Colias philodice

Geographic Range

Clouded sulphurs are widespread across North America in the Nearctic region, occurring from the Arctic south to Guatamala. The subspecies Colias philodice vitabunda is found only in northern British Columbia to the Alaskan tundra. (Opler and Krizek, 1984; Scott, 1986)


Clouded sulphurs are best adapted to open areas such as moist meadows, lawns, and alfalfa and clover fields. (Opler and Krizek, 1984; Scott, 1986)

Physical Description

Adults are yellow, with submarginal dots on the undersides of the hindwings. There is one silver spot in the center of the hindwing with two red rings around it, and often there is a satellite spot. Females have a narrow black forewing border with light spots. The subspecies C. philodice vitabunda has mostly white females. The average wing measurement of female clouded sulphurs is 2.6 cm, and ranges from 2.2 cm - 3.1 cm; males range from 2.2 cm - 3.2 cm with an average of 2.4 cm. Clouded Sulphurs may hybridize with orange sulphurs (Colias eurydice). (Opler and Krizek, 1984; Scott, 1986)

Clouded sulphur eggs are cream colored when first deposited, then turn crimson in a day or two. The larvae are green, sometimes with pale yellow sides, with raised points and a faint green mid-dorsal line. There is a white lateral band on the larval body. (Scott, 1986)

The pupa is green with yellowish white and black mottling and a yellow band. (Scott, 1986)

  • Sexual Dimorphism
  • sexes colored or patterned differently
  • Range wingspan
    2.2 to 3.2 cm
    0.87 to 1.26 in
  • Average wingspan
    2.5 cm
    0.98 in


The last larvae of the year are reported to overwinter in the third stage (sometimes fourth). Other reports state that the clouded sulphurs overwinter as crysalis. (Opler and Krizek, 1984; Scott, 1986)


The mating system of clouded sulphurs has been well documented. As the male flies toward the female, she will land and the male will proceed to buffet his wings against her body, releasing pheremones that are produced in a gland in a patch on the upper surface of the hindwing. If the female detects the pheremone and it activates her responses, she will lower her abdomen and the pair will mate. Females will also approach males when they are ready to mate. (Scott, 1986)

As a male clouded sulphur flies toward a female, she will land and the male will proceed to buffet his wings against her body, releasing special communication chemicals (pheromomes) that are produced in a gland in a patch on the upper surface of the hindwing. If the female detects the pheremone and it activates her responses, she will lower her abdomen and the pair will mate. Females will also approach males when they are ready to mate. (Scott, 1986)

Females that are less than one hour old cannot differentiate between the pheremones of clouded and orange sulphurs. It is during this time that the most frequent hybridization occurs. Usually, only sterile females are produced. When there is a female clouded sulphur and a male orange sulphur, viable offspring are produced. (Scott, 1986)

There are several broods of clouded sulphurs from spring until fall, the actual number depending on the latitude. Colias philodice vitabunda flies mainly from June until mid-July. (Opler and Krizek, 1984; Scott, 1986)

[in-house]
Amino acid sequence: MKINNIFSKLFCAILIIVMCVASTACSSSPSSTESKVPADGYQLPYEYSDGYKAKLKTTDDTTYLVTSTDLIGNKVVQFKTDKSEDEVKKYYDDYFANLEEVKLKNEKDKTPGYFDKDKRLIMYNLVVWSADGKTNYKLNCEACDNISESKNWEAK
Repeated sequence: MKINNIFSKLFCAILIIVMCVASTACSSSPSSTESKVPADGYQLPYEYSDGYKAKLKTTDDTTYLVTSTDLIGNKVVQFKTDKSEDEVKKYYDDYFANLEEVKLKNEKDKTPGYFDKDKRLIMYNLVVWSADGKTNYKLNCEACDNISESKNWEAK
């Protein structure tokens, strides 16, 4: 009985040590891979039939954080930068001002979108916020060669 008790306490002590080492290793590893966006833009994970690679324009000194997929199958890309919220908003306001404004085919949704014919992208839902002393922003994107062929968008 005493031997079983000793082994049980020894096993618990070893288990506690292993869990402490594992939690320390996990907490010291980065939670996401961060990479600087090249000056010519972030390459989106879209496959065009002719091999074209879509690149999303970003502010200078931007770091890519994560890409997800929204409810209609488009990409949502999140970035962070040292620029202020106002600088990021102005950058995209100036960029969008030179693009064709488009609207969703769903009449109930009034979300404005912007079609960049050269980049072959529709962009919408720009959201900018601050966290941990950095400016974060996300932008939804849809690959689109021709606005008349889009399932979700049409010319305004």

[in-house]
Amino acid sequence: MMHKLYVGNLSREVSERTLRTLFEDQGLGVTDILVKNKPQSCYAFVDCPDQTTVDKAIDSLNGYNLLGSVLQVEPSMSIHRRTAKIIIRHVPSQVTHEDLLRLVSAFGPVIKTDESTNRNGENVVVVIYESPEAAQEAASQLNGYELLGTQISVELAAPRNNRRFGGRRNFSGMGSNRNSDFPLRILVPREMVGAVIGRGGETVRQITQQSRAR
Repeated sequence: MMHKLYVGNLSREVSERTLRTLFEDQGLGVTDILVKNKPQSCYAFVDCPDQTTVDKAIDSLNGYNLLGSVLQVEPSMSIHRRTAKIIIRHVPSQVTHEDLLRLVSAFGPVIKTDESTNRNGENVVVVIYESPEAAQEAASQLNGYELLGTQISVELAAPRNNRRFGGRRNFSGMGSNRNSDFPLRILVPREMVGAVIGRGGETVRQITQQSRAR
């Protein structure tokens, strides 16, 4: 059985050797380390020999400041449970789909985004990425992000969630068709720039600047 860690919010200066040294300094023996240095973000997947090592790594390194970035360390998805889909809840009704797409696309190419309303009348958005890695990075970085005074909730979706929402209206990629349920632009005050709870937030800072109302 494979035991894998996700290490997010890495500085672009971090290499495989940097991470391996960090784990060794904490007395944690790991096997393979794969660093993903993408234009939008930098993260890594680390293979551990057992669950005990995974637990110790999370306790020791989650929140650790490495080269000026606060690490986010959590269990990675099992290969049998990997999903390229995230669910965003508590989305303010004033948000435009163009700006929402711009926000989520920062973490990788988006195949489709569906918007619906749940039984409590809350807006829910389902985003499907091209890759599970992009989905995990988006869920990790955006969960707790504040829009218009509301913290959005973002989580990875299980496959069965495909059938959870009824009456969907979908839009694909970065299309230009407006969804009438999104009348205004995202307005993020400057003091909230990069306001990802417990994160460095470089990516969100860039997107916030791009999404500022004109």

• Breeding interval
    Clouded suphurs are univoltine.
  • Breeding season
    Breeding occurs from spring through fall, depending on the latitude.

Butterflies do not exhibit parental care.

  • Parental Investment
  • no parental involvement


In Colorado, clouded sulphurs lived an average of 2-3 days, with the longest surviving 2 weeks. In Colorado, females lived 17 days and males 24 days (average 2-7 days). In Virginia, males lived for 17 days. (Scott, 1986)

  • Range lifespan
    Status: wild
    2 to 24 days
  • Average lifespan
    Status: wild
    5 days
  • Typical lifespan
    Status: wild
    2 to 7 days
  • Average lifespan
    Status: wild
    5 days


The flight pattern of clouded sulphurs is fairly rapid and sometimes erratic. They usually stay within one meter of the ground. Clouded sulphurs are well known for their mud-puddling behavior, - gathering in groups to sip from the mud in wet places. Most believe butterflies are seeking out salts and minerals from the water. (Iftner, et al., 1992)

Home Range

Their home ranges are from 40 to 100 acres in size. (Scott, 1986)

Communication and Perception

Clouded sulphurs use visual cues and pheremones to communicate with each other. (Scott, 1986)

Food Habits

The larval foodplants for clouded sulphurs are numerous, and most are members of the legume family. Species include milk vetch (Astralagus), clovers (Trifolium), wild indigo (Baptisia tinctoria), wild pea (Lathyrus leucanthus), trefoil (Lotus), lupine (Lupinus perinnis), alfalfa (Medicago), white sweet clover (Melilotus alba), and vetch (Vicia). (Scott, 1986)

Nectar plants are varied and include alfalfa (Medicago sativa), clovers (Trifolium), milkweed (Asclepias), self-heal (Prunella vulgaris), and teasel (Dipsacus sylvestris). (Scott, 1986)

  • Plant Foods
  • leaves
  • nectar


Predators of all life stages of butterflies include a variety of insect parasatoids. These wasps or flies will consume the body fluids first, and then eat the internal organs, ultimately killing the butterfly. Those wasps that lay eggs inside the host body include species in many different groups: Ichneumonidae, Braconidae, Pteromalidae, Chalcidoidea, Encyrtidae, Eulophidae, Scelionidae, Trichogrammatidae, and others. Trichogrammatids live inside the eggs, and are smaller than a pinhead. Certain flies (Tachinidae, some Sarcophagidae, etc.) produce large eggs and glue them onto the outside of the host larva, where the hatching fly larvae then burrow into the butterfly larvae. Other flies will lays many small eggs directly on the larval hostplants, and these are ingested by the caterpillars as they feed. (Scott, 1986)

Most predators of butterflies are other insects. Praying mantis, lacewings, ladybird beetles, assasin bugs, carabid beetles, spiders, ants, and wasps (Vespidae, Pompilidae, and others) prey upon the larvae. Adult butterflies are eaten by robber flies, ambush bugs, spiders, dragonflies, ants, wasps (Vespidae and Sphecidae), and tiger beetles. The sundew plant is known to catch some butterflies. (Scott, 1986)